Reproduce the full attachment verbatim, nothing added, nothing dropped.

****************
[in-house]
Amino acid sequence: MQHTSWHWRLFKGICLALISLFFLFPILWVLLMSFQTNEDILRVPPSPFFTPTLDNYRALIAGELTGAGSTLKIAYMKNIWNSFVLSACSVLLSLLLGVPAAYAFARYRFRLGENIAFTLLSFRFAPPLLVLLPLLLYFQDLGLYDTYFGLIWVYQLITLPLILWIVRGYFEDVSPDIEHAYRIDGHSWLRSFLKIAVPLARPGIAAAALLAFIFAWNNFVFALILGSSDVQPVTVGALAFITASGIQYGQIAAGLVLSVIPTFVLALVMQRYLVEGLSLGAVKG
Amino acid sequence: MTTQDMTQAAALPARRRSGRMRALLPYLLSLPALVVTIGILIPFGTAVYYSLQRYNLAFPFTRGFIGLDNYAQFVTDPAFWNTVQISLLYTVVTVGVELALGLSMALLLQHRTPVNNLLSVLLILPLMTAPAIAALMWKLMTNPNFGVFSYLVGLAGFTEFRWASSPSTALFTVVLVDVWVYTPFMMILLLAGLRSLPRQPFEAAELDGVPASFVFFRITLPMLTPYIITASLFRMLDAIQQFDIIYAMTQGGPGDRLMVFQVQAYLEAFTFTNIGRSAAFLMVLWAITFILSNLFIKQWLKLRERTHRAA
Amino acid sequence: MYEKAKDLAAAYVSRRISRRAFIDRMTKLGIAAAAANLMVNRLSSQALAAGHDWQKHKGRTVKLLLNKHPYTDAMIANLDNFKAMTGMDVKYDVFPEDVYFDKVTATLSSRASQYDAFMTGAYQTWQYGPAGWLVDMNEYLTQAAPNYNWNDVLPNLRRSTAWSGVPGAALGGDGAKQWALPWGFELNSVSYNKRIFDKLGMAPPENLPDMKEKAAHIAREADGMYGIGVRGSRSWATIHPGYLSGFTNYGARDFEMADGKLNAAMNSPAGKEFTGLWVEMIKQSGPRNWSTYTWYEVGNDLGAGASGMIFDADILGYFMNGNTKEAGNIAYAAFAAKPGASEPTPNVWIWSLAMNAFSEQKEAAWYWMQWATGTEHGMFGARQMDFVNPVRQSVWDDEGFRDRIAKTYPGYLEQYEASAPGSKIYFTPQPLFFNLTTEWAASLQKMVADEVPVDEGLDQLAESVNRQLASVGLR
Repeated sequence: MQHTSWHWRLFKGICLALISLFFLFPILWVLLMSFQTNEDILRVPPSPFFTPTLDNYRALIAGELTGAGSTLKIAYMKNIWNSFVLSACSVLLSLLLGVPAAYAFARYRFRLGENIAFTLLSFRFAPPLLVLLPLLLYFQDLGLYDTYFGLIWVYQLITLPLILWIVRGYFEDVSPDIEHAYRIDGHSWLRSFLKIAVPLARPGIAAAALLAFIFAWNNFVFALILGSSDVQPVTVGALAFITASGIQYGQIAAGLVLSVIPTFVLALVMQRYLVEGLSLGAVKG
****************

[in-house]
Amino acid sequence: MQHTSWHWRLFKGICLALISLFFLFPILWVLLMSFQTNEDILRVPPSPFFTPTLDNYRALIAGELTGAGSTLKIAYMKNIWNSFVLSACSVLLSLLLGVPAAYAFARYRFRLGENIAFTLLSFRFAPPLLVLLPLLLYFQDLGLYDTYFGLIWVYQLITLPLILWIVRGYFEDVSPDIEHAYRIDGHSWLRSFLKIAVPLARPGIAAAALLAFIFAWNNFVFALILGSSDVQPVTVGALAFITASGIQYGQIAAGLVLSVIPTFVLALVMQRYLVEGLSLGAVKG
Amino acid sequence: MTTQDMTQAAALPARRRSGRMRALLPYLLSLPALVVTIGILIPFGTAVYYSLQRYNLAFPFTRGFIGLDNYAQFVTDPAFWNTVQISLLYTVVTVGVELALGLSMALLLQHRTPVNNLLSVLLILPLMTAPAIAALMWKLMTNPNFGVFSYLVGLAGFTEFRWASSPSTALFTVVLVDVWVYTPFMMILLLAGLRSLPRQPFEAAELDGVPASFVFFRITLPMLTPYIITASLFRMLDAIQQFDIIYAMTQGGPGDRLMVFQVQAYLEAFTFTNIGRSAAFLMVLWAITFILSNLFIKQWLKLRERTHRAA
Amino acid sequence: MYEKAKDLAAAYVSRRISRRAFIDRMTKLGIAAAAANLMVNRLSSQALAAGHDWQKHKGRTVKLLLNKHPYTDAMIANLDNFKAMTGMDVKYDVFPEDVYFDKVTATLSSRASQYDAFMTGAYQTWQYGPAGWLVDMNEYLTQAAPNYNWNDVLPNLRRSTAWSGVPGAALGGDGAKQWALPWGFELNSVSYNKRIFDKLGMAPPENLPDMKEKAAHIAREADGMYGIGVRGSRSWATIHPGYLSGFTNYGARDFEMADGKLNAAMNSPAGKEFTGLWVEMIKQSGPRNWSTYTWYEVGNDLGAGASGMIFDADILGYFMNGNTKEAGNIAYAAFAAKPGASEPTPNVWIWSLAMNAFSEQKEAAWYWMQWATGTEHGMFGARQMDFVNPVRQSVWDDEGFRDRIAKTYPGYLEQYEASAPGSKIYFTPQPLFFNLTTEWAASLQKMVADEVPVDEGLDQLAESVNRQLASVGLR
Repeated sequence: MQHTSWHWRLFKGICLALISLFFLFPILWVLLMSFQTNEDILRVPPSPFFTPTLDNYRALIAGELTGAGSTLKIAYMKNIWNSFVLSACSVLLSLLLGVPAAYAFARYRFRLGENIAFTLLSFRFAPPLLVLLPLLLYFQDLGLYDTYFGLIWVYQLITLPLILWIVRGYFEDVSPDIEHAYRIDGHSWLRSFLKIAVPLARPGIAAAALLAFIFAWNNFVFALILGSSDVQPVTVGALAFITASGIQYGQIAAGLVLSVIPTFVLALVMQRYLVEGLSLGAVKG